The chapters on publisher Houghton Mifflin and the ambitiously diversified Knowledge Universe—whose services have ranged from childcare and toys to private schools and technology training—show how both businesses expanded in too many directions without ensuring there was real synergy to be gained. However, it is hard to extract meaningful lessons from this material. Houghton Mifflin, for example, started out with a competitive advantage in education, but over time, it struggled, thanks to the “fundamentally capricious nature of the K–12 end market,” as well as ineffective attempts to pursue globalization (though education content is fundamentally local), technology (despite schools’ resistance), and “edutainment” (rarely successful). These points are unfortunately buried among debt terminology and the mechanics of private-equity investment deals.
It’s easy to pick on a failed company in hindsight. What’s unclear is what Knee would recommend for future education entrepreneurs and investors, aside from a narrower vision and some increased caution. I tried to attack this question myself from the opposite direction in an article for Education Next by examining the few successful education “exits” (see “For Education Entrepreneurs, Innovation Yields High Returns,” features, Spring 2014). Ironically, because I measured “success” in terms of the likely returns to the original investors at the moment these companies exited—that is, went public or were sold—my list of companies overlapped greatly with Knee’s, including both Amplify and K12, a Knowledge Universe company. At the time, these companies seemed to be successful investments for their early-stage investors (though storm clouds were beginning to gather for both), but Knee deems them failures for their acquirers and later-stage investors. Clearly, the definition of success is critical, as are timing and perspective.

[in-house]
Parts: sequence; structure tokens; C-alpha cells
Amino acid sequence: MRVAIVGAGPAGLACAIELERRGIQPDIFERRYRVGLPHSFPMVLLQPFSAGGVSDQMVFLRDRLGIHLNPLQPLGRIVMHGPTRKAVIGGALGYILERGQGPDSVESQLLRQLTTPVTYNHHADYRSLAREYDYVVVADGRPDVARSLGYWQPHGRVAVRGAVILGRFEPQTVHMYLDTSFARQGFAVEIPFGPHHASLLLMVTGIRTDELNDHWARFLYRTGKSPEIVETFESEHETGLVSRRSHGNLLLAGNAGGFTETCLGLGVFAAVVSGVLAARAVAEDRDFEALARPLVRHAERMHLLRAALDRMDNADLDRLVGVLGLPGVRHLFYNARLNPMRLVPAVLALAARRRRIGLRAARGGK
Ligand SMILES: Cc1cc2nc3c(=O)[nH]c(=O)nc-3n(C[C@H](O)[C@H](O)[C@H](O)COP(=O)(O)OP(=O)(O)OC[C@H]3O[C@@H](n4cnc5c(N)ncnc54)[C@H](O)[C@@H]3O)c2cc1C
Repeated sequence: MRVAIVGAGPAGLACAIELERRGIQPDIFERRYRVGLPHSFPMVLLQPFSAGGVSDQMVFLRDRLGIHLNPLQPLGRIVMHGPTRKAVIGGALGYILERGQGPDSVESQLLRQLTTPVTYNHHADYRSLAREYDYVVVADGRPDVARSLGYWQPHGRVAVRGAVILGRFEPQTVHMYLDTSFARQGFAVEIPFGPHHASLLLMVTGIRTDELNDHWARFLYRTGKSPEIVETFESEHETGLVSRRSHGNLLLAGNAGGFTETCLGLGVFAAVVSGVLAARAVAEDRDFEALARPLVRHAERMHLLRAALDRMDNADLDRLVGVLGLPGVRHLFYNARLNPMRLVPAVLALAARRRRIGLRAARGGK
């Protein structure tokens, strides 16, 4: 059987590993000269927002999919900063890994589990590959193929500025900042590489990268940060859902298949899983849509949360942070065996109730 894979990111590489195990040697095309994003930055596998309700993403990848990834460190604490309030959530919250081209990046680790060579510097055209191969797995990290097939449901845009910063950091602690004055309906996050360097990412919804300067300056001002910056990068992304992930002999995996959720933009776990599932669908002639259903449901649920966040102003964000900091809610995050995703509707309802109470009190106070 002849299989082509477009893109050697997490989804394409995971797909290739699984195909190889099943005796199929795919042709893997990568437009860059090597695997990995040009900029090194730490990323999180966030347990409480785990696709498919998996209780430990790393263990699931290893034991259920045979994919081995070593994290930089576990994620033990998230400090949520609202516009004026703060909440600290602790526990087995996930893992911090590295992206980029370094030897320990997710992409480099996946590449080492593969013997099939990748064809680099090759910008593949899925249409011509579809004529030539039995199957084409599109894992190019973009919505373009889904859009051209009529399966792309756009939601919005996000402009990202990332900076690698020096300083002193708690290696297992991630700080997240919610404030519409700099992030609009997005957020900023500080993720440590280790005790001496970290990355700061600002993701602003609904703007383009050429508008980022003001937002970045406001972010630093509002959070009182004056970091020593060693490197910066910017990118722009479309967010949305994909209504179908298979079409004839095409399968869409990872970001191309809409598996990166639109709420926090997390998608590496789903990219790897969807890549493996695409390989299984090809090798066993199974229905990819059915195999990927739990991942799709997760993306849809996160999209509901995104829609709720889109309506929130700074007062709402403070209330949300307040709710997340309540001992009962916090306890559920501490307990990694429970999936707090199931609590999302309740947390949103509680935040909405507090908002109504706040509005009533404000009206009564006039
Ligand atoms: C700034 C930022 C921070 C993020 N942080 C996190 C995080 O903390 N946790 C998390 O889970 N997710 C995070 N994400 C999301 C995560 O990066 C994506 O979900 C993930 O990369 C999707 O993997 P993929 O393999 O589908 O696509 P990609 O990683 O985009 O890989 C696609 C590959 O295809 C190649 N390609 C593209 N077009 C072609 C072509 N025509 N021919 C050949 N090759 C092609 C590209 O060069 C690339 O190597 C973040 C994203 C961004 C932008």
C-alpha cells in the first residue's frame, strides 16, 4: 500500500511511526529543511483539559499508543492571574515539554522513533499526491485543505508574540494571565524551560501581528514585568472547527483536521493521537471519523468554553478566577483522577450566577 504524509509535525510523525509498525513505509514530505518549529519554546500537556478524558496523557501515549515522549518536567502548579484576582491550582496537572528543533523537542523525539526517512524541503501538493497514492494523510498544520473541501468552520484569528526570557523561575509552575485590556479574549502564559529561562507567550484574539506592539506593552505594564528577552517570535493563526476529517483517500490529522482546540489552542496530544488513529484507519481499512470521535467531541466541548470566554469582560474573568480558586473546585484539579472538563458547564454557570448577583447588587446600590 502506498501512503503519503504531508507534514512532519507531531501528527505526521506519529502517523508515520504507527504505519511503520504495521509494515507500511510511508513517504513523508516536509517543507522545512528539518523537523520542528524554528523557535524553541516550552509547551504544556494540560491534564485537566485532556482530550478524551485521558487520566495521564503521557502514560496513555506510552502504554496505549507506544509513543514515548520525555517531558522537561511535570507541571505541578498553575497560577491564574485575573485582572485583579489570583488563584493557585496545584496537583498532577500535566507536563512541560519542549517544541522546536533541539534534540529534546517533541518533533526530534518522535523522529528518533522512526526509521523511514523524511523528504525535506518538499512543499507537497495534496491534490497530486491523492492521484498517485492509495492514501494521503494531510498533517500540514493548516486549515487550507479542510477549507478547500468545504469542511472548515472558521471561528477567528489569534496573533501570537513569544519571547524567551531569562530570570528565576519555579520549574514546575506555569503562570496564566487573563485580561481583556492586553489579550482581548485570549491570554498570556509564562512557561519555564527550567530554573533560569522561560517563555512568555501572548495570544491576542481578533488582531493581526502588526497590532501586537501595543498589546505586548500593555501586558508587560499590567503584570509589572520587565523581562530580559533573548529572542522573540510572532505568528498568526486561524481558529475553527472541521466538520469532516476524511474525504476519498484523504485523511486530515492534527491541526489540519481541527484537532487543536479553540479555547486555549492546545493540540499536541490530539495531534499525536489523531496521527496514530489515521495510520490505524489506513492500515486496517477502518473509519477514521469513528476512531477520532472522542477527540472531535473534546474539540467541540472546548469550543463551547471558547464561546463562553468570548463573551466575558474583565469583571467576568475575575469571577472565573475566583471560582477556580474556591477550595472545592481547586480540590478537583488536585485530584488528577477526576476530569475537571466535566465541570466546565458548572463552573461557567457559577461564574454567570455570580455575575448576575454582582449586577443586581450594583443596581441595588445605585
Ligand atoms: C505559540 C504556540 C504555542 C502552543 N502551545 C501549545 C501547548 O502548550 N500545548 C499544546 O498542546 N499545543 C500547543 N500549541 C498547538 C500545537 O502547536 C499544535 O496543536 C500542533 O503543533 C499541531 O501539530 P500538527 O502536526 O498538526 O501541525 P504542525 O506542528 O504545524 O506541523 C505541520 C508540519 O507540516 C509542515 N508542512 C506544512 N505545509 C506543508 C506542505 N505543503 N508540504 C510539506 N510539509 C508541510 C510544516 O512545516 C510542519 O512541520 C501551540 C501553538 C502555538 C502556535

Ultimately, Knee is at his best when he focuses on the mechanics of building a strong education business, but he fails to help the reader understand how money and power flow in that context. He glosses over national policy and rarely examines the functions of state boards of education, district officials, and school principals, who all play a significant role in what products and services are adopted and used in schools. Knee also misses an opportunity to address the elephant in the room that any education business must face: the impact of such companies on their customers or end users, including effects on student learning, teacher quality, school productivity, or district cost savings.
In Knee’s view, “the greatest successes come from a series of targeted incremental steps forward.” But without a deeper look at any real success stories of this sort, it’s difficult to imagine this mythical success and why it eluded the companies Knee profiled. And without a comprehensive examination of the education market in which these companies operated, the reader is left unsure whether these firms were bad ideas or just badly timed investments—or whether students and schools have gained or lost anything as a result.
Julie Landry Petersen is a writer, editor, and communications strategist based in Petaluma, California.